“Given its control of many of the Internet’s top platforms (Google Analytics, Maps, YouTube, etc.), it is no surprise that Google has greater success at gaining tracking access to more webpages than anyone else,” it continues. “It is of special concern that Google is capable of cross-referencing its trackers with its 1st party account details from popular consumer-oriented services such as Google Mail, Search, and Android apps (to name a few) to easily associate web activity with the identities of real people.”
Under European data protection law “subjective” information that’s associated with an individual — such as opinions or assessments — is absolutely considered personal data.
So tracker-fuelled inferences being made about site visitors are subject to EU data protection law — which has even more strict rules around the processing of sensitive categories of information like health data.
That in turn suggests that any adtech companies doing third-party-tracking of Internet users and linking sensitive health queries to individual identities would need explicit user consent to do so.
The presence of adtech trackers on sensitive health data pages certainly raises plenty of questions.
We asked Google for a response to the Cookiebot report, and a spokesperson sent us the following statement regarding sensitive category data specifically — in which it claims: “We do not permit publishers to use our technology to collect or build targeting lists based on users’ sensitive information, including health conditions like pregnancy or HIV.”
Google also claims it does not itself infer sensitive user interest categories.
Furthermore it said its policies for personalized ads prohibit its advertisers from collecting or using sensitive interest categories to target users. (Though saying you’re telling someone not to do something is not the same as that thing not being done. That would depend on the enforcement.)
Google’s spokesperson was also keen to point to its EU user consent policy — where it says it requires site owners that use its services to ensure they have correct disclosures and consents for personalised ads and cookies from European end users.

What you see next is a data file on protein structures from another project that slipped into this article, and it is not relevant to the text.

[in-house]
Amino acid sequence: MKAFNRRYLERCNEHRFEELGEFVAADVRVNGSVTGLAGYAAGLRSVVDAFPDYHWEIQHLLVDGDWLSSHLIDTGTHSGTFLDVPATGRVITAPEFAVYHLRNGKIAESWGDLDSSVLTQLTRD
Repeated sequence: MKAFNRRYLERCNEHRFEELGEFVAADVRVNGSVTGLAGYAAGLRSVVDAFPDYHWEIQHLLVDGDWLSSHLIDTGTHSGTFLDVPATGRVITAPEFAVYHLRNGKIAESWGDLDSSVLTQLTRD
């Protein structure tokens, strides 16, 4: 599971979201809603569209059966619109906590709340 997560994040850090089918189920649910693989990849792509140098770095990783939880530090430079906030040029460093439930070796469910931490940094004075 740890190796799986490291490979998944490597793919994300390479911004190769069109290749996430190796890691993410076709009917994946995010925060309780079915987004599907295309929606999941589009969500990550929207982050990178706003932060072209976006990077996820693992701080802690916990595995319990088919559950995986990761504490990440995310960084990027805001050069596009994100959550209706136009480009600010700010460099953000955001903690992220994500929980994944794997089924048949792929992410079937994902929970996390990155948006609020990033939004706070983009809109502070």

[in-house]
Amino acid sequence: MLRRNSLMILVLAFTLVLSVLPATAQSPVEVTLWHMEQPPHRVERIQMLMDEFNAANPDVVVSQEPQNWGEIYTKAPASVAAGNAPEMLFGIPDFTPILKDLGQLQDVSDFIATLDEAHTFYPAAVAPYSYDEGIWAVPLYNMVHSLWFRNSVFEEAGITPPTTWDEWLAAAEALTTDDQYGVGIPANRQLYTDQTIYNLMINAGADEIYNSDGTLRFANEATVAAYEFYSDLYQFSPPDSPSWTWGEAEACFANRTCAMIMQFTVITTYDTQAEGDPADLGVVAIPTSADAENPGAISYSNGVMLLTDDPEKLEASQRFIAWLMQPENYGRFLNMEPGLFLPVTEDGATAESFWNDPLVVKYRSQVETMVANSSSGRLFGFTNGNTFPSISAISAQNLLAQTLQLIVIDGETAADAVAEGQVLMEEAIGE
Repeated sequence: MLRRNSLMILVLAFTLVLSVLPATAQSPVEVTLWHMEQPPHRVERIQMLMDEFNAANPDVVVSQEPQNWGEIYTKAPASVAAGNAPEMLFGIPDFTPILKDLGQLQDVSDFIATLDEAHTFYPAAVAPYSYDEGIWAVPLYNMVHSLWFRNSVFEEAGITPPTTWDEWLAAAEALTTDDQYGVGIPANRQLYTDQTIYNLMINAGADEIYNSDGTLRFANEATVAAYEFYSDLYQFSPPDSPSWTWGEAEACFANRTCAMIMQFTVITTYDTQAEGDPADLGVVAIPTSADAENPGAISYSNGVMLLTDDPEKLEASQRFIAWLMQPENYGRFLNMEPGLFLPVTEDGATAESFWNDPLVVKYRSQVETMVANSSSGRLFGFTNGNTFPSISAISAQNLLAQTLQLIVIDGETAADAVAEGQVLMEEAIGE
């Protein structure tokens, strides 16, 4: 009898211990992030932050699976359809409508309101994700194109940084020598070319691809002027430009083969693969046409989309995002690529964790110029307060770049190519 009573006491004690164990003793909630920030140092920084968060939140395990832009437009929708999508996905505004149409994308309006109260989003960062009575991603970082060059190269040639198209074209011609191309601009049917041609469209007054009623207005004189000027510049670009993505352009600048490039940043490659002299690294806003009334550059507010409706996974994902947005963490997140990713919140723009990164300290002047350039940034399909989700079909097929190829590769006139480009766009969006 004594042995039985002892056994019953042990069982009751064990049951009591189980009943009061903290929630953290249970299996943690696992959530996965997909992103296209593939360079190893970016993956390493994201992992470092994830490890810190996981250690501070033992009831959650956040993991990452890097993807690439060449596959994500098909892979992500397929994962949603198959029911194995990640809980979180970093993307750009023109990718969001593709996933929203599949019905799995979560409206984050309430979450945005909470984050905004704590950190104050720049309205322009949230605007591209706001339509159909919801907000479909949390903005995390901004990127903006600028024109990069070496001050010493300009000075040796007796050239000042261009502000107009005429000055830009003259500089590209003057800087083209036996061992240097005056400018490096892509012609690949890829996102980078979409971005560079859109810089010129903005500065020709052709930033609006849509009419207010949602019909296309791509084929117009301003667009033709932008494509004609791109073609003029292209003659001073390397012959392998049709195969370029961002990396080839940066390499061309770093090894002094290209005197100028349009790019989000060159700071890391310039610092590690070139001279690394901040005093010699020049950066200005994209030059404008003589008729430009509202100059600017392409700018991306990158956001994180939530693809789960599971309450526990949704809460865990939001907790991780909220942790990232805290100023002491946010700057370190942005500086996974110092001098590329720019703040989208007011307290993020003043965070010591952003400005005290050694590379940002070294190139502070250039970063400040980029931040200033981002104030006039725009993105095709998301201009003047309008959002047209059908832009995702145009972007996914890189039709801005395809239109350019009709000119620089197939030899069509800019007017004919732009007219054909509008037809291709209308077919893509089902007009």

The company warns it may suspend or terminate a site’s use of its services if they have not obtained the right disclosures and consents. It adds there’s no exception for government sites.
On tags and disclosure generally, the Google spokesperson provided the following comment: “Our policies are clear: If website publishers choose to use Google web or advertising products, they must obtain consent for cookies associated with those products.”
Where Google Analytics cookies are concerned, Google said traffic data is only collected and processed per instructions it receives from site owners and publishers — further emphasizing that such data would not be used for ads or Google purposes without authorization from the website owner or publisher.
Albeit sloppy implementations of freebie Google tools by resource-strapped public sector site administrators might make such authorizations all too easy to unintentionally enable.
So, tl;dr — as Google tells it — the onus for privacy compliance is on the public sector websites themselves.
Though given the complex and opaque mesh of technology that’s grown up sheltering under the modern ‘adtech’ umbrella, opting out of this network’s clutches entirely may be rather easier said than done.
Cookiebot’s founder, Daniel Johannsen, makes a similar point to Google’s in the report intro, writing: “Although the governments presumably do not control or benefit from the documented data collection, they still allow the safety and privacy of their citizens to be compromised within the confines of their digital domains — in violation of the laws that they have themselves put in place.”
“More than nine months into the GDPR [General Data Protection Regulation], a trillion-dollar industry is continuing to systematically monitor the online activity of EU citizens, often with the unintentional assistance of the very governments that should be regulating it,” he adds, calling for public sector bodies to “lead by example – at a minimum by shutting down any digital rights infringements that they are facilitating on their own websites”.
“The fact that so many public sector websites have failed to protect themselves and their visitors against the inventive methods of the tracking industry clearly demonstrates the educational challenge that the wider web faces: How can any organisation live up to its GDPR and ePrivacy obligations if it does not control unauthorised tracking actors accessing their website?”